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Canadian Real Estate Approaching Sellers’ Market: July CREA Report

Written by Posted On Thursday, 22 August 2019 13:25

The Canadian real estate market continued to tighten in July, with an increase in annual sales and a decline in new listings pushing conditions closer to a sellers’ market. 

Transactions increased for the fifth consecutive month with a 12.6% year-over-year increase, up 3.5% from June. New listings brought to market experienced virtually no changes, experiencing a mere 0.4% drop. This has put pressure on national home prices, which rose 3.9% to $499,000. If the GVA and GTA markets were excluded, the average price would be $393,000.

On the Road to Recovery? 

Overall, the Canadian Real Estate Association (CREA) reports that market conditions have improved by 15% from a February low, though remains 10% below peak activity in 2016 and 2017.

Sales were up in 60% of all local markets, with the lions share in the GTA and GVA. Other increases were experienced elsewhere in the BC Mainland, Calgary, Edmonton, Hamilton-Burlington, Montreal, and Ottawa. While this increase is partially due to buyers absorbing the effects of the mortgage stress test and lower interest environment, even the larger markets still remain below pre-policy levels.

“The extent to which recent declines in mortgage interest rates have helped lift sales activity varies by community and price segment,” shares Jason Stephen, the president of CREA.

The association’s chief economist, Gregory Klump, explains that though borrowers seem to be adjusting to the stress test, which adds roughly 2% to their borrowing qualifications, its mark on sales remains prevalent. This is felt especially in higher-priced housing markets, like Toronto and Vancouver, and other markets experiencing economic challenges.

“Sales are starting to rebound in places where they dropped when the mortgage stress test took effect at the beginning of 2018, but activity there remains well below levels recorded prior to its introduction. By the same token, sales continue to rise in housing markets where the mortgage stress test had little impact due to upbeat local economic conditions and a supply of affordably priced homes,” he shared.

“Meanwhile, the mortgage stress test is doing no favours for home buyers and sellers alike in places facing challenging local economic prospects and subdued consumer sentiment.”

Canadian Buying Conditions Inching Towards Sellers’ Market

From a national point of view, markets became more competitive. This was attributed to an increase in sales coupled with a lack of new listings tightening Canada’s sales-to-new-listings ratio to 59.8%, up approximately 2% from June. This value, which is determined by dividing the number of sales by the number of new listings over the span of a month, measures the level of buying competition in a given market. A ratio between 40 and 60% is indicative of a balanced market, while below and above that range favours buyers’ and sellers’, respectively. According to this criteria, the Canadian real estate markets is balancing on the edge of a sellers’ market.

From a local perspective, however, the majority of markets can be considered balanced. That being said, the number of months of inventory – the amount of time it would take to sell all available housing stock on the market – fell to 4.7 months. This is the lowest point since the end of 2017 and below the long-term average of 5.3 months.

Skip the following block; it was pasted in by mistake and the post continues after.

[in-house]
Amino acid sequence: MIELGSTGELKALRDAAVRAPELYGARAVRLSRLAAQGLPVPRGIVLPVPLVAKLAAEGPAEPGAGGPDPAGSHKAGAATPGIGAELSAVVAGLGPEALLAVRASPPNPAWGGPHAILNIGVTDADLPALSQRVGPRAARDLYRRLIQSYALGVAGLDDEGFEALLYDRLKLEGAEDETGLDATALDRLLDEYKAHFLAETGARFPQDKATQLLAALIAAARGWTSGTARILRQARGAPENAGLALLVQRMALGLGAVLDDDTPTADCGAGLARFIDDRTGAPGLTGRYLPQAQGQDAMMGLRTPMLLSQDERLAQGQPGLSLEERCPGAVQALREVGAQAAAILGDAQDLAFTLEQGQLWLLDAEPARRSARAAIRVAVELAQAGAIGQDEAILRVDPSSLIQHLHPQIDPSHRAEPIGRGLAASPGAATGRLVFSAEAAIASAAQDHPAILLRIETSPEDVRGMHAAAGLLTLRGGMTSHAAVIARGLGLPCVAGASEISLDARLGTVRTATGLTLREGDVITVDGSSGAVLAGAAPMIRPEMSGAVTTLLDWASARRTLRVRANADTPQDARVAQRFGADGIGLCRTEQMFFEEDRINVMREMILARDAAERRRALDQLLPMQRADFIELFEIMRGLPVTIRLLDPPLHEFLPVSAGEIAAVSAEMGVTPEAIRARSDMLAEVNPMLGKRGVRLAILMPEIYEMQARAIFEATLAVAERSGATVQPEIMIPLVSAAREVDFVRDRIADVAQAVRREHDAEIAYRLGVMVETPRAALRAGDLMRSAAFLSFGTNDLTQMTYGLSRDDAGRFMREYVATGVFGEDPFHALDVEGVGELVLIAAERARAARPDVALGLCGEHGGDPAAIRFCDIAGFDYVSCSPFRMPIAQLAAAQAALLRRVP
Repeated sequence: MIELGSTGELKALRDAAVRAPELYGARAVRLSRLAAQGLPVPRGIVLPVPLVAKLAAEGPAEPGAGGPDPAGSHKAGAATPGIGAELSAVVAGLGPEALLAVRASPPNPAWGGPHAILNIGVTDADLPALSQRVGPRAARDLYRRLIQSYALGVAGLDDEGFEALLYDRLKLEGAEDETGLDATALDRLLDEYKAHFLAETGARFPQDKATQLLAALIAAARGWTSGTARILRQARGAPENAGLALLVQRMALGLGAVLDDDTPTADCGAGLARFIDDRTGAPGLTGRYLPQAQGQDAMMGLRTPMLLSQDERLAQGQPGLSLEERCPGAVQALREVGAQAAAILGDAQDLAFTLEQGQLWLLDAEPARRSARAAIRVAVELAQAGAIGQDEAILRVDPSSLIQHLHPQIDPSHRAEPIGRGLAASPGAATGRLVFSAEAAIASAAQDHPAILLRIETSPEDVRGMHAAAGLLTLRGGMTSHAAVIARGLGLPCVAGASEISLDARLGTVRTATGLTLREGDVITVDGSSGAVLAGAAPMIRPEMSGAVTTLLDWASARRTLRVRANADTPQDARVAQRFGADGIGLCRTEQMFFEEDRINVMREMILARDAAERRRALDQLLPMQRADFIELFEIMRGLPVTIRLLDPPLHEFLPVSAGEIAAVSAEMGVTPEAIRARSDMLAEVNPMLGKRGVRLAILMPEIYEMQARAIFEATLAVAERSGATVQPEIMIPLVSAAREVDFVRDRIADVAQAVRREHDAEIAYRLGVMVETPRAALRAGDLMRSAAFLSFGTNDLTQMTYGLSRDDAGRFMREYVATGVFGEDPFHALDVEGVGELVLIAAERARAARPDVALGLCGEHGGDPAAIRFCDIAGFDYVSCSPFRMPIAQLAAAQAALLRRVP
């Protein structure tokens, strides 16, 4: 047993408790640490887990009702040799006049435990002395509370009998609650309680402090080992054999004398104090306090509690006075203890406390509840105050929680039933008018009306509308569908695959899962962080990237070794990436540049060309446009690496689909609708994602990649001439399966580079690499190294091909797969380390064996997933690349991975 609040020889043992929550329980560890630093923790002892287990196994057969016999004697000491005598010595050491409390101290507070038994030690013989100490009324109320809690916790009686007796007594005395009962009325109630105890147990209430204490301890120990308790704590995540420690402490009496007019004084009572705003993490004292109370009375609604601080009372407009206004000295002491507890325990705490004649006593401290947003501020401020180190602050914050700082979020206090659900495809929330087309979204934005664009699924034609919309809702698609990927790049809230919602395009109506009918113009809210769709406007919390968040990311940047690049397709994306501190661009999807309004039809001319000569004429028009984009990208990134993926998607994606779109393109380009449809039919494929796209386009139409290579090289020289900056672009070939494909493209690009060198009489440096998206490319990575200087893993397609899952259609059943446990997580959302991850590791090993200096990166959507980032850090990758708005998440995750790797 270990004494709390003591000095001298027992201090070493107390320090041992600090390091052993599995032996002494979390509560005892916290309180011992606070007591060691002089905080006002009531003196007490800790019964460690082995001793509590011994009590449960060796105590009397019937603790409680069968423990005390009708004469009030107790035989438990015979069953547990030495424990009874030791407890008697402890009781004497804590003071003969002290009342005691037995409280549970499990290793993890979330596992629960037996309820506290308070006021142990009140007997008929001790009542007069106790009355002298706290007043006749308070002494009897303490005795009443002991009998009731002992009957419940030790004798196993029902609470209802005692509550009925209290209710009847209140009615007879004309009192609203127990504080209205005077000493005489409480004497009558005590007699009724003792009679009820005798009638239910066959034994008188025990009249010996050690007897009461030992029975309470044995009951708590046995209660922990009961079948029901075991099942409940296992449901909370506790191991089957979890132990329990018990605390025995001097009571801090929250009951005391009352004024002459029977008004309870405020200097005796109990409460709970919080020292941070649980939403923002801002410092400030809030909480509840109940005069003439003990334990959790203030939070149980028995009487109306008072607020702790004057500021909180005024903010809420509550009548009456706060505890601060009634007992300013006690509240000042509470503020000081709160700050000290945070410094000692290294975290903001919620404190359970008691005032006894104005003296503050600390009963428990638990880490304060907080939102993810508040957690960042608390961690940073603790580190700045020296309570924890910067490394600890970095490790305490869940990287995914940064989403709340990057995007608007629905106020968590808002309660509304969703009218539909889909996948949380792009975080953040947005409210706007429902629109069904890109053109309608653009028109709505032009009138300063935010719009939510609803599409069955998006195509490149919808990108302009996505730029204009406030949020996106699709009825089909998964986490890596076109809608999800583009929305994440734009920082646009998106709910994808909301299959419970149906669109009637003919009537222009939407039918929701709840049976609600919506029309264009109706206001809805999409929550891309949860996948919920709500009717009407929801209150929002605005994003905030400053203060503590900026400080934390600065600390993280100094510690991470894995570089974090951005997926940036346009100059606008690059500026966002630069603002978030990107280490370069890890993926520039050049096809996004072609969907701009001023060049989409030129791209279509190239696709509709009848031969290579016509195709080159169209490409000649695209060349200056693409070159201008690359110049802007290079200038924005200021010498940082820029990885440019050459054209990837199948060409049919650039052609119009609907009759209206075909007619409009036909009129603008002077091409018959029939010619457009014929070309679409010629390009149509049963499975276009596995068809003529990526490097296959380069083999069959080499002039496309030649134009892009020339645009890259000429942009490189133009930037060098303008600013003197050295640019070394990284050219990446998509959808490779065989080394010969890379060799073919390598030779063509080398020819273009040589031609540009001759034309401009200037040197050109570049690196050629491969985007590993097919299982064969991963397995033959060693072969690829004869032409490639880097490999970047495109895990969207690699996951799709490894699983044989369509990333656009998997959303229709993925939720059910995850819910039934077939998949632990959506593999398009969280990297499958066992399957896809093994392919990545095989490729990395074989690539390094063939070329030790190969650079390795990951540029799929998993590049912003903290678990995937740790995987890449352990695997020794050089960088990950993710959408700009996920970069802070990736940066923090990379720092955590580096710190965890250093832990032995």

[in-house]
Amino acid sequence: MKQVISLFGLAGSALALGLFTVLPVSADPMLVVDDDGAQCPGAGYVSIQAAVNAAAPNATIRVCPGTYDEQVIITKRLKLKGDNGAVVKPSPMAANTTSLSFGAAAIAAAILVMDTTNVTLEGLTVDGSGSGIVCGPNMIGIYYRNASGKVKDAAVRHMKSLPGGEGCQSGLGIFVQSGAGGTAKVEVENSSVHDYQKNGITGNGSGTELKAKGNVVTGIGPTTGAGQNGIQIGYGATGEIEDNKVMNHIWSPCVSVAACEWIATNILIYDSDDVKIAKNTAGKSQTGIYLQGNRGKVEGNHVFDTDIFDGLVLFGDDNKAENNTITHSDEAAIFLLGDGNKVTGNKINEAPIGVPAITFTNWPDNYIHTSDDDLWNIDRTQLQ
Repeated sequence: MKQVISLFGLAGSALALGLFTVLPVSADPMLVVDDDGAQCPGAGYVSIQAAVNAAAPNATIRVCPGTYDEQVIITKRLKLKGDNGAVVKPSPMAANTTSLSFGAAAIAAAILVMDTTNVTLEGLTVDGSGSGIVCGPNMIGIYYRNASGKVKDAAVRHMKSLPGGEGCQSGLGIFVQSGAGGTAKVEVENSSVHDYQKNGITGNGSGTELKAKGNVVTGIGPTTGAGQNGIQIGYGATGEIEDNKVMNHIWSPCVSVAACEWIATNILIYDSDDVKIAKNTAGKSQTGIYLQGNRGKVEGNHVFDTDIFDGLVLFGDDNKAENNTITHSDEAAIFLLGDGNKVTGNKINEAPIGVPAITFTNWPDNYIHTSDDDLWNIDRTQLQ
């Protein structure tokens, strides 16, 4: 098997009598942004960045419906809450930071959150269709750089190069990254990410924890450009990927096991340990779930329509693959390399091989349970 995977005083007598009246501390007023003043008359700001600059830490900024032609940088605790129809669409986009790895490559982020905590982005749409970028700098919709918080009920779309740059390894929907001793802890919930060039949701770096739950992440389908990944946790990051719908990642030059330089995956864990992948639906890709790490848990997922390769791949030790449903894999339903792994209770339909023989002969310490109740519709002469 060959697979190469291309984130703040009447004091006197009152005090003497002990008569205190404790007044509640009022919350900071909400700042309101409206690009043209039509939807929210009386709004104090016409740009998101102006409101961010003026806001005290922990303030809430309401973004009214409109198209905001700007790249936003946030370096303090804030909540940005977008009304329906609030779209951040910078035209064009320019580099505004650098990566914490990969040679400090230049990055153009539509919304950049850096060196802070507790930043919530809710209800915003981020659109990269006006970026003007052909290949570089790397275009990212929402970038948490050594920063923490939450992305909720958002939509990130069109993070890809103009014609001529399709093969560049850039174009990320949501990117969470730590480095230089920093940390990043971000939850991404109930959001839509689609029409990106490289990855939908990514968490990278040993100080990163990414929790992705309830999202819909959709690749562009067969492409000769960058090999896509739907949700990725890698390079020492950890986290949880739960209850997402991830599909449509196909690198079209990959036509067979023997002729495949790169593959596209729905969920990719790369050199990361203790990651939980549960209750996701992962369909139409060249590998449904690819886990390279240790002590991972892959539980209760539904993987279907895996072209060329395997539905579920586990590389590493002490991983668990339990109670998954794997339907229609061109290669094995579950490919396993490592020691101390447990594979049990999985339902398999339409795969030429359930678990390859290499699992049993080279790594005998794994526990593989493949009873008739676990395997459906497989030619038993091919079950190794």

While this shows that oversupply from slower periods is starting to alleviate, CREA points out that inventory levels are quite different across the country, sitting much higher than average in Newfoundland and Labrador and the Prairies, and well below average in Ontario and the Maritimes.

Uneven Price Trends Across Canada

The overall value of homes boosted slightly, shown in a 0.2% year-over-year increase by the MLS Home Price Index – the largest in two years. This is due to an increase in single-family and two-storey home prices, which rose 0.3%. One-storey single-family and condo prices remained stagnant, while townhouse prices dropped by 0.7%.

The gap between price trends continues across the country, as prairie and western markets experience a downturn, while central and eastern provinces experience rapid growth. 

Ontario: Prices are up in most of the Greater Golden Horseshoe, rising 6.9% in Guelph, 5.9% in Niagara Region, 5% in Oakville-Milton, and 5% in Hamilton-Burlington. Sales in Toronto rose 4.4%. The Barrie and District market was the only market to see a decline, down 1.3%. The strongest price growth in the province continues to be among condos, townhouses, and houses for sale in Ottawa, up by a strong 8.9%.

Prairies: The Prairie markets continue to manage oversupply issues while home sales falter, causing prices to drop. They’re down 3.2% in Edmonton, 3.5% in Calgary, 4.4% in Regina, and 1.3% in Saskatoon. CREA predicts that the home pricing environment will remain weak in these cities until demand and supply reach a more balanced state. 

BC: Prices continue to fall in the Vancouver market by 9.4%, and by 6.7% in the Fraser Valley. The decline was less prominent in the Okanagan Valley at only 0.9%, while prices jumped 1.2% in Victoria, and up 3.4% on Vancouver Island.

Eastern Canada: Price growth continues to be robust in Greater Montreal, up 7.3%, while numbers climbed by 2.4% in Greater Moncton.

Zoocasa is a full-service brokerage that offers advanced online search tools to empower Canadians with the data and expertise they need to make more successful real estate decisions. View real estate listings for condos and houses for sale in Kitchener, Gueph, and the rest of the GTA at or download our free iOS app.

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